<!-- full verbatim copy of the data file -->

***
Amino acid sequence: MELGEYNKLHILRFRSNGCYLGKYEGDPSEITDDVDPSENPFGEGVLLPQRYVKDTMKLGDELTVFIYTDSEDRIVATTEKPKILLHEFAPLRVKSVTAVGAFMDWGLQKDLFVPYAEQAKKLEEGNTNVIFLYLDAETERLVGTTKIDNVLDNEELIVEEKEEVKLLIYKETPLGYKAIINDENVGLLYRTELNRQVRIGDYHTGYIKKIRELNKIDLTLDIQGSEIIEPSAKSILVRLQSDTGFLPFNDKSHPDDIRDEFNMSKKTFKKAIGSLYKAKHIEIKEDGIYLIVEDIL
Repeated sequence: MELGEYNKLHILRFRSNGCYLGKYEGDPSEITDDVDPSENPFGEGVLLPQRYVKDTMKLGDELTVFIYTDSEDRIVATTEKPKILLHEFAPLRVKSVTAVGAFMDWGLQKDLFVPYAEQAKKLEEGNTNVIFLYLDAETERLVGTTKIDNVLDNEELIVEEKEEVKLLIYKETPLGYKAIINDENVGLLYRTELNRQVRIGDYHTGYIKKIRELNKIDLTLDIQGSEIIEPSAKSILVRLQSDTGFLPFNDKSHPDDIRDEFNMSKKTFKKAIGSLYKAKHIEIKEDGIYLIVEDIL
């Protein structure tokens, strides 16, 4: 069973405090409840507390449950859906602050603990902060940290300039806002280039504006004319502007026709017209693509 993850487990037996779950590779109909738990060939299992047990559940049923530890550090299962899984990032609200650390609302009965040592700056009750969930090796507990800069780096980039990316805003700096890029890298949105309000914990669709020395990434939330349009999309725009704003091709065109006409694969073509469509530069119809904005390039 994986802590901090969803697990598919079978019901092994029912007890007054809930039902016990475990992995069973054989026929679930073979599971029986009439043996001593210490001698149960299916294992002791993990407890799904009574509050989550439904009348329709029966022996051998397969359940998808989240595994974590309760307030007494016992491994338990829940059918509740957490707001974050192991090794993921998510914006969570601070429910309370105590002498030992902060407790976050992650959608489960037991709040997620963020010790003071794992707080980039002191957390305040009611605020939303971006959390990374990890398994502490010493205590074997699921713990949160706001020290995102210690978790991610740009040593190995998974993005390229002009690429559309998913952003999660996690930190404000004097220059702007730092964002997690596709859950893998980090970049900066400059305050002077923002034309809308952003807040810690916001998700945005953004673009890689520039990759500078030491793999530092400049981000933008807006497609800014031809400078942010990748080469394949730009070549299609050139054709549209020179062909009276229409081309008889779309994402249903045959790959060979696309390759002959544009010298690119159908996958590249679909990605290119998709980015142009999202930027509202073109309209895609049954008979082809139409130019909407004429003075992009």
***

Amino acid sequence: MELGEYNKLHILRFRSNGCYLGKYEGDPSEITDDVDPSENPFGEGVLLPQRYVKDTMKLGDELTVFIYTDSEDRIVATTEKPKILLHEFAPLRVKSVTAVGAFMDWGLQKDLFVPYAEQAKKLEEGNTNVIFLYLDAETERLVGTTKIDNVLDNEELIVEEKEEVKLLIYKETPLGYKAIINDENVGLLYRTELNRQVRIGDYHTGYIKKIRELNKIDLTLDIQGSEIIEPSAKSILVRLQSDTGFLPFNDKSHPDDIRDEFNMSKKTFKKAIGSLYKAKHIEIKEDGIYLIVEDIL
Repeated sequence: MELGEYNKLHILRFRSNGCYLGKYEGDPSEITDDVDPSENPFGEGVLLPQRYVKDTMKLGDELTVFIYTDSEDRIVATTEKPKILLHEFAPLRVKSVTAVGAFMDWGLQKDLFVPYAEQAKKLEEGNTNVIFLYLDAETERLVGTTKIDNVLDNEELIVEEKEEVKLLIYKETPLGYKAIINDENVGLLYRTELNRQVRIGDYHTGYIKKIRELNKIDLTLDIQGSEIIEPSAKSILVRLQSDTGFLPFNDKSHPDDIRDEFNMSKKTFKKAIGSLYKAKHIEIKEDGIYLIVEDIL
């Protein structure tokens, strides 16, 4: 069973405090409840507390449950859906602050603990902060940290300039806002280039504006004319502007026709017209693509 993850487990037996779950590779109909738990060939299992047990559940049923530890550090299962899984990032609200650390609302009965040592700056009750969930090796507990800069780096980039990316805003700096890029890298949105309000914990669709020395990434939330349009999309725009704003091709065109006409694969073509469509530069119809904005390039 994986802590901090969803697990598919079978019901092994029912007890007054809930039902016990475990992995069973054989026929679930073979599971029986009439043996001593210490001698149960299916294992002791993990407890799904009574509050989550439904009348329709029966022996051998397969359940998808989240595994974590309760307030007494016992491994338990829940059918509740957490707001974050192991090794993921998510914006969570601070429910309370105590002498030992902060407790976050992650959608489960037991709040997620963020010790003071794992707080980039002191957390305040009611605020939303971006959390990374990890398994502490010493205590074997699921713990949160706001020290995102210690978790991610740009040593190995998974993005390229002009690429559309998913952003999660996690930190404000004097220059702007730092964002997690596709859950893998980090970049900066400059305050002077923002034309809308952003807040810690916001998700945005953004673009890689520039990759500078030491793999530092400049981000933008807006497609800014031809400078942010990748080469394949730009070549299609050139054709549209020179062909009276229409081309008889779309994402249903045959790959060979696309390759002959544009010298690119159908996958590249679909990605290119998709980015142009999202930027509202073109309209895609049954008979082809139409130019909407004429003075992009």